I've been reading The Story of the Stone, the great 18th century Chinese novel, which is much more accessible to my 21st-century Western mind than I expected. It's shaping up as a magnificent soap opera about an aristocratic family, complete with love, death, poetry, squabbles -- and the occasional family health crisis.
Comparing the attitudes and beliefs about medicine from then and now is fascinating.
Here's what happens after a child is diagnosed with smallpox:
Xi-feng [the child's mother] immediately became very busy. A room had to be swept out and prepared for the worship of the Smallpox Goddess. Orders had to be given to the servants to avoid the use of all fried and sauteed cookery. Patience [a servant] had to be told to move Jia Lian's [the child's father's] clothes and bedding to a room outside -- for sexual abstinence, too, was enjoined on the parents of the sufferer. A length of dark-red cloth had to be procured and made up into a dress for the child by the combined labours of the nurses, maids and female relations most closely associated with it. Finally, a ritually purified room had to be made ready for the two doctors who would take it in turns to examine the little patient and make up her medicines, and who would not be permitted to return to their own homes until the customary period of twelve days had elapsed.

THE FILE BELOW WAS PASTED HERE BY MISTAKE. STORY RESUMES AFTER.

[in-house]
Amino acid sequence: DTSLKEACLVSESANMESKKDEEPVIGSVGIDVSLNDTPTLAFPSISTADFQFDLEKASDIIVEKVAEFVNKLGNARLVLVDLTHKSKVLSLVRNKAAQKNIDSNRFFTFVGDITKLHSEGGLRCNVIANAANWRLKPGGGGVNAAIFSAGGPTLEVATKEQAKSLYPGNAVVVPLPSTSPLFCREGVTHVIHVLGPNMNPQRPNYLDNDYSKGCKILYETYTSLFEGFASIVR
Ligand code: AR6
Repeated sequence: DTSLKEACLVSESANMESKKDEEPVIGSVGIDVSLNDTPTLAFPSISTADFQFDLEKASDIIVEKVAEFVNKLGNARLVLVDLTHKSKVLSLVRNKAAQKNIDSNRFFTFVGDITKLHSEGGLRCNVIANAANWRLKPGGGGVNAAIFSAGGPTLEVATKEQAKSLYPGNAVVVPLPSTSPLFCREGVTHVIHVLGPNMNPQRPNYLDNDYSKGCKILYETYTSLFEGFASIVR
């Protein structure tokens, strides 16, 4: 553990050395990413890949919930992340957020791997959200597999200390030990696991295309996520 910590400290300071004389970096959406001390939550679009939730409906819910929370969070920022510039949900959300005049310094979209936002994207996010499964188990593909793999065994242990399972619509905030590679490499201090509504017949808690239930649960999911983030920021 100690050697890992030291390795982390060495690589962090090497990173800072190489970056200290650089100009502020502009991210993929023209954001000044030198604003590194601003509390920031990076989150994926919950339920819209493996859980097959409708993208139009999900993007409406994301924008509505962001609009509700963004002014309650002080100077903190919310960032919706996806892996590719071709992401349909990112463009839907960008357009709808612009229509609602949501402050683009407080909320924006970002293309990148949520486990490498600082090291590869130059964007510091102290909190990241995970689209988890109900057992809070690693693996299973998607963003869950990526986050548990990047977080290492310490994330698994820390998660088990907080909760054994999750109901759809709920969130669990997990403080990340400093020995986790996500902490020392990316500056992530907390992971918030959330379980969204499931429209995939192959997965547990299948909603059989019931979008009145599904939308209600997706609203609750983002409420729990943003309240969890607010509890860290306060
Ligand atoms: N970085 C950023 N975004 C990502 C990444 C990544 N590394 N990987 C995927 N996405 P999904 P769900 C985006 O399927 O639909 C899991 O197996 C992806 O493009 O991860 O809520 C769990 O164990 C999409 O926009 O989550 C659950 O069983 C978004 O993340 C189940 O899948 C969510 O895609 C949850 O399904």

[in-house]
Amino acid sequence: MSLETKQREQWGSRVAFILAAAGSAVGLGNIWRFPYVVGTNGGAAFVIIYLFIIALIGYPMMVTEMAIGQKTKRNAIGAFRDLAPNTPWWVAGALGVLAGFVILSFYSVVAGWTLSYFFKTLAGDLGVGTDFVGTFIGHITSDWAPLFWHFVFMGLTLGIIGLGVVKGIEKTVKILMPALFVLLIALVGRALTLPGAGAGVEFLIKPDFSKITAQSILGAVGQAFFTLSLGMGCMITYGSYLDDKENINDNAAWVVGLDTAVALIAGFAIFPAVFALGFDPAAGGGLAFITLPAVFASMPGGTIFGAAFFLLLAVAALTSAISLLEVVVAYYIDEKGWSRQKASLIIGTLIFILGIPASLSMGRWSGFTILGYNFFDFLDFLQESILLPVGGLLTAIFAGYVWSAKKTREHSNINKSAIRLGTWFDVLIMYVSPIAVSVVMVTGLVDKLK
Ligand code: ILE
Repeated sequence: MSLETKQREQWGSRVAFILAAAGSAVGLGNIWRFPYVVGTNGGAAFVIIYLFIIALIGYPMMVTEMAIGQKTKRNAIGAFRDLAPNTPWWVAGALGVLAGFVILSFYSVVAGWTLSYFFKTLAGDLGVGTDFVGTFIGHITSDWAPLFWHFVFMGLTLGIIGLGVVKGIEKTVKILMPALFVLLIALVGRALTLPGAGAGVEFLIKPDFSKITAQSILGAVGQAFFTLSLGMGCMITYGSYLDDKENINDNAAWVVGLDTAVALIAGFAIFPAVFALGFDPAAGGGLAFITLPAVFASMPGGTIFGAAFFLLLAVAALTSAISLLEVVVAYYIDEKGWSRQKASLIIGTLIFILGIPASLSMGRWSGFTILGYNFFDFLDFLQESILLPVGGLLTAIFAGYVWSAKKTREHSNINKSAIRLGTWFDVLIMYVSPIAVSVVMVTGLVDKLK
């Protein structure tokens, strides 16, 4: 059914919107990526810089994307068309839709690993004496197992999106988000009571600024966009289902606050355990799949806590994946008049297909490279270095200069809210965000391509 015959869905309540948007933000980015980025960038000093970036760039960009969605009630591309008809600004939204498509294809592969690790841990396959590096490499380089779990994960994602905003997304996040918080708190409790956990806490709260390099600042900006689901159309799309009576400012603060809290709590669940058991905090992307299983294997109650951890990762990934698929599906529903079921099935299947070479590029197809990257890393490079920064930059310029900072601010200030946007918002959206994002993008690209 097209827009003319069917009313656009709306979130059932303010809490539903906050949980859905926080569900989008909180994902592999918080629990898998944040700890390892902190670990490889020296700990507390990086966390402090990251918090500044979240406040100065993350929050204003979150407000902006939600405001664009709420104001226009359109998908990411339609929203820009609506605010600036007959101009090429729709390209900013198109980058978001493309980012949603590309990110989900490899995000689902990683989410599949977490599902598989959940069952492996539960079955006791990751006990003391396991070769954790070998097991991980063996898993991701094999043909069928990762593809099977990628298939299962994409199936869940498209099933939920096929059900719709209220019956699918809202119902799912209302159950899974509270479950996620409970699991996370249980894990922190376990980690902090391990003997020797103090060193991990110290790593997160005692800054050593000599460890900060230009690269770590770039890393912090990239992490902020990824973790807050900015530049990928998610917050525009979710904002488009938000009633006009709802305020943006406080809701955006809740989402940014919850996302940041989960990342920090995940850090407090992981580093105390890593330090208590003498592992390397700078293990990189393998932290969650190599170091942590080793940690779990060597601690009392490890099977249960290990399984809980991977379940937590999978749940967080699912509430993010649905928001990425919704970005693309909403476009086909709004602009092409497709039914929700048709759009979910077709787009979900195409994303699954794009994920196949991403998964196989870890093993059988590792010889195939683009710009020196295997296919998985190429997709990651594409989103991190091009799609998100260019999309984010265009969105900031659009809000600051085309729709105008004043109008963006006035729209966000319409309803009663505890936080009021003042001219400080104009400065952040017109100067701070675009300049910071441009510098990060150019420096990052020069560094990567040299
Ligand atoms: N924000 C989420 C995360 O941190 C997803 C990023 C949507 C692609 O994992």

The novel is believed to be based on the family saga of the author, Cao Xueqin, so it's not unreasonable to assume these practices reflect the reality of that time. Does modern medicine have anything to learn from them? I wonder if some of the actions that seem to me purely ritualistic, such as avoiding fried foods as a family, really serve useful medical purposes.
Photo by mharrsch